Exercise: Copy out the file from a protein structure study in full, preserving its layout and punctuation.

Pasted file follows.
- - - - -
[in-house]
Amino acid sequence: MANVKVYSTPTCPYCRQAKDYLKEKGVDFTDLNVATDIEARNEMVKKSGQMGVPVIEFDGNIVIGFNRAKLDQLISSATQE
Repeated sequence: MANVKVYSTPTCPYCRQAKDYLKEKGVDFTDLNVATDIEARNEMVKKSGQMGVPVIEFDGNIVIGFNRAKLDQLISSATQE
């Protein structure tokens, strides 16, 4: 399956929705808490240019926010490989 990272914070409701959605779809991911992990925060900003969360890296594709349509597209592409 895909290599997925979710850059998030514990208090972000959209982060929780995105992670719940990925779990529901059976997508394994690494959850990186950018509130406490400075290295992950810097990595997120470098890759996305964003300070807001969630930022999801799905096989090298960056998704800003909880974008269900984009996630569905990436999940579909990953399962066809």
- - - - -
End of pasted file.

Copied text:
[in-house]
Amino acid sequence: MANVKVYSTPTCPYCRQAKDYLKEKGVDFTDLNVATDIEARNEMVKKSGQMGVPVIEFDGNIVIGFNRAKLDQLISSATQE
Repeated sequence: MANVKVYSTPTCPYCRQAKDYLKEKGVDFTDLNVATDIEARNEMVKKSGQMGVPVIEFDGNIVIGFNRAKLDQLISSATQE
């Protein structure tokens, strides 16, 4: 399956929705808490240019926010490989 990272914070409701959605779809991911992990925060900003969360890296594709349509597209592409 895909290599997925979710850059998030514990208090972000959209982060929780995105992670719940990925779990529901059976997508394994690494959850990186950018509130406490400075290295992950810097990595997120470098890759996305964003300070807001969630930022999801799905096989090298960056998704800003909880974008269900984009996630569905990436999940579909990953399962066809």